Michael Ostrowski, Plaintiff-Appellant, v. City of Montrose, Defendant-Appellee.

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United States Court of Appeals, Tenth Circuit.

Michael Ostrowski, Plaintiff-Appellant, v. City of Montrose, Defendant-Appellee.

No. 15-1456

    Decided: July 11, 2016

Before HARTZ, O'BRIEN, and PHILLIPS, Circuit Judges.


On July 11, 2012, City of Montrose Police Officers Dennis Beery and Chris Velasquez arrested Michael Ostrowski on a bench warrant. Ostrowski “has a large torso and large wrists on comparatively shorter arms.” Appellant's Opening Br. at 2. Ostrowski claims that his wrists are too large for standard handcuffs and that he cannot comfortably bring his wrists together behind his back. Ostrowski testified in his deposition that in putting the standard handcuffs on him the “two officers pull[ed his] shoulder to the back of [him] and pushed real hard to put the handcuffs on [him].” R. at 149. Ostrowski “complained that the cuffs hurt” and the officers “basically told [him] to live with it.” Id. at 153–54.

According to Officer Berry, Ostrowski mentioned his shoulder hurting before being seated in the back of the patrol car but “referenced the handcuffs just once.” Id. at 82. He did not mention a hand or wrist injury. Ostrowski asked if the handcuffs would be removed when the patrol car arrived at the Montrose County Jail. Once they arrived at the jail after a three-minute drive the officers removed the handcuffs after briefly patting down Ostrowski. At most, Ostrowski was handcuffed for seven minutes and thirteen seconds. They removed the handcuffs “just over three minutes” after Ostrowski requested their removal. Id. at 83. Ostrowski spent the night in jail. The next morning, the issuing court quashed the warrant and released Ostrowski.

More than two years later Ostrowski went to Dr. Davis Hurley claiming wrist injuries. In his Amended Complaint, Ostrowski claims “general and specific damages” from “a torn rotator cuff, nerve damage resulting in permanent numbness in both hands, cuts, bruises, medical expenses, physical impairment, pain, suffering, and severe emotional distress.” Id. at 29.

Ostrowski's one claim in his Amended Complaint is for a violation of his Fourth Amendment rights under 42 U.S.C. § 1983 against the City of Montrose. He does not sue the officers in their individual capacities. In the City of Montrose's summary judgment motion, it presented evidence that every 18 to 24 months its police officers are instructed and trained on the proper use of handcuffs in accordance with FBI Arrest Control and Defense Tactics. That training includes learning to check whether the handcuffs fit and how to restrain larger individuals with alternative methods. The officers are also trained to respond to complaints of discomfort or pain from the handcuffs and how to react to obvious injury from handcuffs. Before arresting Ostrowski, Officer Beery had received the FBI training three times and Officer Velasquez once.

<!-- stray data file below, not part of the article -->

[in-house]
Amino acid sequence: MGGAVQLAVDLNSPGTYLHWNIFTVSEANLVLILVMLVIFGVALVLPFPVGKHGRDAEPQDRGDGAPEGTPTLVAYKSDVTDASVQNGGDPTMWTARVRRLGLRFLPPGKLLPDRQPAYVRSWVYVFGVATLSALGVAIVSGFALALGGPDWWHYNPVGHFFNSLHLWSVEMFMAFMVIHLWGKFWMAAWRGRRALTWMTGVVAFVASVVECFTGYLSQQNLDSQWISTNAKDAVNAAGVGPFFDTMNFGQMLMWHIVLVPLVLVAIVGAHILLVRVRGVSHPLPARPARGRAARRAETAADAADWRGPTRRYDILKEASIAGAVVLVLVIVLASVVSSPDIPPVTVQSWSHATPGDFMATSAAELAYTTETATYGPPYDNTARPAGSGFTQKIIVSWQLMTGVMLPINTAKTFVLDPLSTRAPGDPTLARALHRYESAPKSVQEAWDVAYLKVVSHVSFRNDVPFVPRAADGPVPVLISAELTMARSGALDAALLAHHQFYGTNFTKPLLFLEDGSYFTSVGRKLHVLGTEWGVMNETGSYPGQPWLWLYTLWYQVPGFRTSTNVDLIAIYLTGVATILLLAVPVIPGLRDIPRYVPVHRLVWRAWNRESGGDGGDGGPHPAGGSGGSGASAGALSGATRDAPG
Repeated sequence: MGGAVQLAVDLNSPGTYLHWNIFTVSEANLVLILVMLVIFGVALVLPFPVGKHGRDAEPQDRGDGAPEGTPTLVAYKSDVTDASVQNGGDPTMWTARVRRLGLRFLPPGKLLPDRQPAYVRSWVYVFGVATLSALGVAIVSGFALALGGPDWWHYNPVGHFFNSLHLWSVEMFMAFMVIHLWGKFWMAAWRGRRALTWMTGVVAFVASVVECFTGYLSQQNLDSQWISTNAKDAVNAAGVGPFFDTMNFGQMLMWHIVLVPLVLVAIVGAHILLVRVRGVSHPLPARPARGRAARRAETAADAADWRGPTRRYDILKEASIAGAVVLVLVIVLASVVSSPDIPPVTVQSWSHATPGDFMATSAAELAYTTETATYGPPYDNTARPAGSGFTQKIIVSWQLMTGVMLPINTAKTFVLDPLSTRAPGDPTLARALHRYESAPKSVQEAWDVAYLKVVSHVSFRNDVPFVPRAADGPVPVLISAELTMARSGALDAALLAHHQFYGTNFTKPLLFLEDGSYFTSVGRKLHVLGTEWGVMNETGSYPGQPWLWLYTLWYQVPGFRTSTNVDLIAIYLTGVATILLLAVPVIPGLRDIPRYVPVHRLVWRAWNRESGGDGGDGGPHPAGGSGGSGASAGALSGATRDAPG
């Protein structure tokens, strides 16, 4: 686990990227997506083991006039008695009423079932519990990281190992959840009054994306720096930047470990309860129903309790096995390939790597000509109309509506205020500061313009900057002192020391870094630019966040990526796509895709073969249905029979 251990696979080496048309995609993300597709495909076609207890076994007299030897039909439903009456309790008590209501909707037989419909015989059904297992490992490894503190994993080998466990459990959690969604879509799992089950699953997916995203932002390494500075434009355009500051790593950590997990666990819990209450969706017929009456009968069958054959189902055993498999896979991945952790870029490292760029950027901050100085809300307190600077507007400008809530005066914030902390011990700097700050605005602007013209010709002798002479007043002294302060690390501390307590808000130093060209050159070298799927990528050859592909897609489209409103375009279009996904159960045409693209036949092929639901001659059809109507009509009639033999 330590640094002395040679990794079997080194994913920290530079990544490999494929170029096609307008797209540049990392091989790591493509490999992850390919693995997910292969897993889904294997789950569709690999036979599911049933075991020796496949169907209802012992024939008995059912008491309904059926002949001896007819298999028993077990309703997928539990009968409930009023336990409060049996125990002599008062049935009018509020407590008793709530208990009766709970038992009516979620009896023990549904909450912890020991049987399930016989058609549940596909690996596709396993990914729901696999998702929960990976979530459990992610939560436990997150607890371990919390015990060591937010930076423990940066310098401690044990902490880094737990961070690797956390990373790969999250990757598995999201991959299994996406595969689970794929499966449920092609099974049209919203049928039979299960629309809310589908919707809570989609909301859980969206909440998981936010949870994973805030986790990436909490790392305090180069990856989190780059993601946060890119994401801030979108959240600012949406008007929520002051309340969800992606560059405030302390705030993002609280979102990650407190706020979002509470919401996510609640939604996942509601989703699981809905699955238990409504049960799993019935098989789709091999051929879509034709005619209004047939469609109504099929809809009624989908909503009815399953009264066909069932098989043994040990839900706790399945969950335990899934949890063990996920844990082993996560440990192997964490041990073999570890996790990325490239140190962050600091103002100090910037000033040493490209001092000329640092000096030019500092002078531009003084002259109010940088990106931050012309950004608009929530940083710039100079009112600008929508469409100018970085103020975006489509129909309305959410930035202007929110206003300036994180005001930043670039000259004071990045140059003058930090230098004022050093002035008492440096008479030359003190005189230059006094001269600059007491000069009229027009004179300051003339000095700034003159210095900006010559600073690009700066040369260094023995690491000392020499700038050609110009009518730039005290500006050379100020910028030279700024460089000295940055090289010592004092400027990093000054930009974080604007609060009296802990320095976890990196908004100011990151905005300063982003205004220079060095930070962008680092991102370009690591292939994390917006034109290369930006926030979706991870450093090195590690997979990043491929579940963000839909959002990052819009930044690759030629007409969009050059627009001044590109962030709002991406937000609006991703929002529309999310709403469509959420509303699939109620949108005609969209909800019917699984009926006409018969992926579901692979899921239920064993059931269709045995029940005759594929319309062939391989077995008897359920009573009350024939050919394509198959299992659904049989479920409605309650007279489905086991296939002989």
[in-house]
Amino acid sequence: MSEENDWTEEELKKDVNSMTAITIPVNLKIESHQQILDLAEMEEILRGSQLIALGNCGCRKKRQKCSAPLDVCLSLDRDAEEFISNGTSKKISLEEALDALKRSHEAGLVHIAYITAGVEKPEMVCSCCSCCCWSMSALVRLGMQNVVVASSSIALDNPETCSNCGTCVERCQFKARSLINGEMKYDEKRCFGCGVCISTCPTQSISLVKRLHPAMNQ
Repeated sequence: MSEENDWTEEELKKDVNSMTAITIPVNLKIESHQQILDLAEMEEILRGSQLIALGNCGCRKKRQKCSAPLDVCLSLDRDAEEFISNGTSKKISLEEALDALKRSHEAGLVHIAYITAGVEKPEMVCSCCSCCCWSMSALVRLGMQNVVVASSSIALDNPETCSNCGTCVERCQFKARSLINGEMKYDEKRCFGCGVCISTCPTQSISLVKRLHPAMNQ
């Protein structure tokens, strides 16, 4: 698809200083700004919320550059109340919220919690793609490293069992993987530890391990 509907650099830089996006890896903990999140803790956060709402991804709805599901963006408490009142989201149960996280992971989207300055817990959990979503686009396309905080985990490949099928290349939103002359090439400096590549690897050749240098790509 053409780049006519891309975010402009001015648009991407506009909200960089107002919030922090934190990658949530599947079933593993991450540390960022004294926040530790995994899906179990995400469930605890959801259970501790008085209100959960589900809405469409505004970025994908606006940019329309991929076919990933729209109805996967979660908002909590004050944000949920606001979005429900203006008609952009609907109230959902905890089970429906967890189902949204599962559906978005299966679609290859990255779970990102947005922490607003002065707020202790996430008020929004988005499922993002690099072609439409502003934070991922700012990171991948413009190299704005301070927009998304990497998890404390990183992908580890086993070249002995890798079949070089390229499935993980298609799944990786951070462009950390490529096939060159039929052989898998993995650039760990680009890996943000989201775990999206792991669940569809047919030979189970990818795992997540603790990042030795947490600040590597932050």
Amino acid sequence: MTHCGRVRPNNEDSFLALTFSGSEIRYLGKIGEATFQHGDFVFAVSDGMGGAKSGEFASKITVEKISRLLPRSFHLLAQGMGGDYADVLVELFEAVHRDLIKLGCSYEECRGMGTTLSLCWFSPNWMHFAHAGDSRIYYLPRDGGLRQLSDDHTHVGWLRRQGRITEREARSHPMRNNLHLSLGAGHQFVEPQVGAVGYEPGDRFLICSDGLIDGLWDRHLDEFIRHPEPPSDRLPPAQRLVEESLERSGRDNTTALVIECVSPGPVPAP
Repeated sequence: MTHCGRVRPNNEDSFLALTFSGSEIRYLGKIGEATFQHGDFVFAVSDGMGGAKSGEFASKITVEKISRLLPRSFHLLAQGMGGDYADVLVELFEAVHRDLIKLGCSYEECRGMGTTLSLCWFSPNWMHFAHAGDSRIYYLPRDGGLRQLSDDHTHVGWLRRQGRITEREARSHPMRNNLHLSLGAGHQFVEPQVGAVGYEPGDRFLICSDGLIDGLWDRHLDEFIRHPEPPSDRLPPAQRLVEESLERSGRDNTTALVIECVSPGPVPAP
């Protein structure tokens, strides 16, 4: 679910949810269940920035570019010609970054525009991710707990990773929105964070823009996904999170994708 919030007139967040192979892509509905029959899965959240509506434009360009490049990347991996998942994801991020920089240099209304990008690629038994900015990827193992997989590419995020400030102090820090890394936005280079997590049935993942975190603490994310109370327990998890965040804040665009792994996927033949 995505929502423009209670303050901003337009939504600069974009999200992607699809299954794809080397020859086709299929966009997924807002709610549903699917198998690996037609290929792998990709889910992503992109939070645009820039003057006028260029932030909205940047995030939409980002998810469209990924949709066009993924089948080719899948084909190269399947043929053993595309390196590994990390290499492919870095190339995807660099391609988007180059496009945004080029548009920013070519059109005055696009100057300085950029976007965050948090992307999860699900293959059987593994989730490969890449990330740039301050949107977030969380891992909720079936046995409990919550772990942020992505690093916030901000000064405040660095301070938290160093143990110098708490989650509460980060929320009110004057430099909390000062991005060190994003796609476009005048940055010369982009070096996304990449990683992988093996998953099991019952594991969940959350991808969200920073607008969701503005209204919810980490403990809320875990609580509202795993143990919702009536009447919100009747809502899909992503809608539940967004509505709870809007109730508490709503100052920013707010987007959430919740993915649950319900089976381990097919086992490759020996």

Ostrowski appeals the district court's grant of summary judgment to the City of Montrose. Exercising jurisdiction under 28 U.S.C. § 1331, we affirm.

We review de novo a district court's grant of summary judgment. Hinds v. Sprint/United Mgmt. Co., 523 F.3d 1187, 1195 (10th Cir. 2008). We view the evidence and all reasonable inferences from it in the light most favorable to the nonmoving party. Smothers v. Solvay Chems., Inc., 740 F.3d 530, 533 (10th Cir. 2014). Summary judgment is appropriate “if the movant shows that there is no genuine dispute as to any material fact and the movant is entitled to judgment as a matter of law.” Fed. R. Civ. P. 56(a). The nonmoving party must “designate specific facts showing that there is a genuine issue for trial.” Celotex Corp. v. Catrett, 477 U.S. 317, 326 (1986).

“Local governing bodies ․ can be sued directly under § 1983 for monetary, declaratory, or injunctive relief where, as here, the action that is alleged to be unconstitutional implements or executes a policy statement, ordinance, regulation, or decision officially adopted and promulgated by that body's officer.” Monell v. Dep't of Soc. Servs., 436 U.S. 658, 690 (1978) (footnote omitted). But “Congress did not intend municipalities to be held liable unless action pursuant to official municipal policy of some nature caused a constitutional tort.” Id. at 691. Thus, “a municipality cannot be held liable under § 1983 on a respondeat superior theory.” Id. Instead, a municipal entity may be held liable only for an act it officially sanctioned or for the actions of an official with final policymaking authority. See City of St. Louis v. Praprotnik, 485 U.S. 112, 122–23 (1988). An official policy can be shown through an official decision or statement or through “the existence of a widespread practice that, although not authorized by written law or express municipal policy, is so permanent and well settled as to constitute a custom or usage with the force of law.” Id. at 127 (quotation marks omitted).